While new to many organisations, remote working is likely to be here for some time – and managing remote teams with it. However, remote work has actually long been active in several industries and organisations. It was estimated that in 2019, 68 percent of Australian companies were offering some kind of remote work arrangement.
This isn’t surprising, as there are many known benefits of working from home, both for the individual as well as the company.
For the individual, often it means operating on your own schedule. Working during off-hours – either early in the morning or late into the night – is often highly productive thanks to reduced interruptions from colleagues. The research supports this, with 77 percent of remote workers saying they are more productive working remotely than in an office – a clear benefit also for the organisation.
Avoiding the commute is another major benefit of remote work for many employees. Just last year, it was estimated that the average Australian commute is now 66 minutes per day. This is time that remote workers can instead invest in personal health and relationships instead.
Concerned with the bias that can exist in some reports, Forbes recently curated research from Gallup, Harvard University, Global Workplace Analytics, and Stanford University. Forbes found that teleworkers are 35–40 percent more productive than office counterparts, and remote work autonomy promotes higher quality results, with a 40 percent reduction in quality defects. Organisations also save an average of $100,000 per year per part-time telecommuter.
However, working from home also comes with its challenges. 19 percent of employees who work remotely cite loneliness as one of their biggest challenges. Additionally, physical challenges can arise when employees find themselves working at a too-high kitchen table, or in an awkward chair, working with insufficient light, or without decent acoustics for calls – all of which can lead to injuries over time. These create risks for both individuals and employers.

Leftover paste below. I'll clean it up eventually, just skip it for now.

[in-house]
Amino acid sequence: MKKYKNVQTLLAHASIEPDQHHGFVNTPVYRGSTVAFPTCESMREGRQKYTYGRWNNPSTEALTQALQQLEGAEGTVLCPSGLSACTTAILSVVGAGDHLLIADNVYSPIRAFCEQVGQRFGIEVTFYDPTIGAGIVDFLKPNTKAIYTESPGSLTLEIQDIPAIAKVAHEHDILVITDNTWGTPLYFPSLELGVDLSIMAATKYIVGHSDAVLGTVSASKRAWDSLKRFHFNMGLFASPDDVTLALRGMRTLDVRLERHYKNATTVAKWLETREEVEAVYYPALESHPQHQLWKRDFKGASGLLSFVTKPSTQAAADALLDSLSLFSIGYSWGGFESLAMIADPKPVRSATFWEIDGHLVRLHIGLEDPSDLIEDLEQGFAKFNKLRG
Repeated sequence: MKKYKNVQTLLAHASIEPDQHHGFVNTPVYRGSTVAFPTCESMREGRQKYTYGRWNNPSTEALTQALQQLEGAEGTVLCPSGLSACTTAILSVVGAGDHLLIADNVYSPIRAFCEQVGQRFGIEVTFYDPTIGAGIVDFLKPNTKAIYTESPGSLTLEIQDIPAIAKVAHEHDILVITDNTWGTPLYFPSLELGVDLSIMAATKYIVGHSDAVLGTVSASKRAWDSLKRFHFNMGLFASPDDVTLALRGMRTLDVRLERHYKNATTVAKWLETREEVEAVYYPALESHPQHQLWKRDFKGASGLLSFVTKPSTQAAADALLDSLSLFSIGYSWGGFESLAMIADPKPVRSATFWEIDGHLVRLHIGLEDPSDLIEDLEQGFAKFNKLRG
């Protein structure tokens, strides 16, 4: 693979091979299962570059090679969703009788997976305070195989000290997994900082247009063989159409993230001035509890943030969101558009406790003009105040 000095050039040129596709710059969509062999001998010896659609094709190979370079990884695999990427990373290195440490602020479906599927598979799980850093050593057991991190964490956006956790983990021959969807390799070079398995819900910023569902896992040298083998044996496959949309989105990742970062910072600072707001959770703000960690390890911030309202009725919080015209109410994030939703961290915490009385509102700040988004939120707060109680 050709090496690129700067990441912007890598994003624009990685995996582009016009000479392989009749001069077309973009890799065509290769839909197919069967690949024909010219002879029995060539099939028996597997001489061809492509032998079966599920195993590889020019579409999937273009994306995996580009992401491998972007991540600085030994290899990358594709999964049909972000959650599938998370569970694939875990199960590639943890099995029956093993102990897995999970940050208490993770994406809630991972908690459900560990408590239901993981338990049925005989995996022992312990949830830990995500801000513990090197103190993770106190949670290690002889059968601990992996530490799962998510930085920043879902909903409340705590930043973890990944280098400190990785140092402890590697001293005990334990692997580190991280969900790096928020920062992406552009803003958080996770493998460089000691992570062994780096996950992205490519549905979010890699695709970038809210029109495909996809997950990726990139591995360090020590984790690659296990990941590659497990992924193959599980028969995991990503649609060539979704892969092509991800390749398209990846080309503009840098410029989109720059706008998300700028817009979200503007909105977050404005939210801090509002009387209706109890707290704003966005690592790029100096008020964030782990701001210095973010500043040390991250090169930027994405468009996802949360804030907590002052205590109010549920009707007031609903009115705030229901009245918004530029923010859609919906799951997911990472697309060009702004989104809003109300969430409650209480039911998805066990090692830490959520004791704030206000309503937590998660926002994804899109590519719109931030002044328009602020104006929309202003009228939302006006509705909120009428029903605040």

One thing that has become crystal clear during the pandemic, is that employees working from home need tangible physical, technological and emotional support from employers in order to remain engaged, productive and healthy.
Looking after employees’ wellbeing is similar to looking after your own. Ensuring there is balance in the employees’ lives, and work does not take over everything is essential. Promoting healthy physical behaviours, including exercise and healthy eating, can be done via office perks and subscriptions just as easily at home as a fruit bowl and running club can in the office. Similarly, relevant, constructive rewards and recognition can motivate employees to progress towards their goals.
Strong communication, setting clear expectations, holding regular video conferences and team huddles for formal work interactions help ensure your remote workers understand exactly what is expected. A structured work week is also essential for teams to stay connected, deliver progress updates and also for a sense of mental wellbeing. Letting work filter into homelife and homelife filter into work can both be counterproductive. Virtual lunches and online drinks can also help to ensure individuals feel less isolated and more connected to their team, even while working remotely.
Technologies that support collaboration, communication and transparency between team members are making work from home environments much more productive and comfortable than ever before. Zoom has recently become a verb, and while Slack used to be code for ‘cool tech company’, it is now code for ‘frequently-communicating team’. Enterprise tools such as Microsoft Teams are getting a strong workout daily. Meanwhile, ensuring there is a centralised document platform where employees can access files, such as the G-Suite or any Enterprise Content Management System has become essential to supporting productivity.
Many employees relocated to their home workspace in March 2020 with nothing more than their laptops. Slated initially as a temporary measure, two weeks have turned into six, and social distancing is to stay for some time yet. This could mean that employees who are working at home now are at risk of injury and strains if they’re not properly set up.
An ergonomic home office set-up is a relatively small investment that can have huge rewards – not least of which is a 25 percent uplift in productivity. Naturally, an ergonomic workspace will also decrease the risk of compensation claims and demonstrate to your employees that you’re taking good care of them.
If setting up ergonomic home offices for your employees is something you’re not sure about, get an expert involved early in your planning and get your business ahead of the competitive curve.
Axiom Workplaces applies principles of ergonomic office design to remote working. We help organisations achieve maximum wellness, engagement and productivity for remote teams. Take a look at our work-from-home solutions.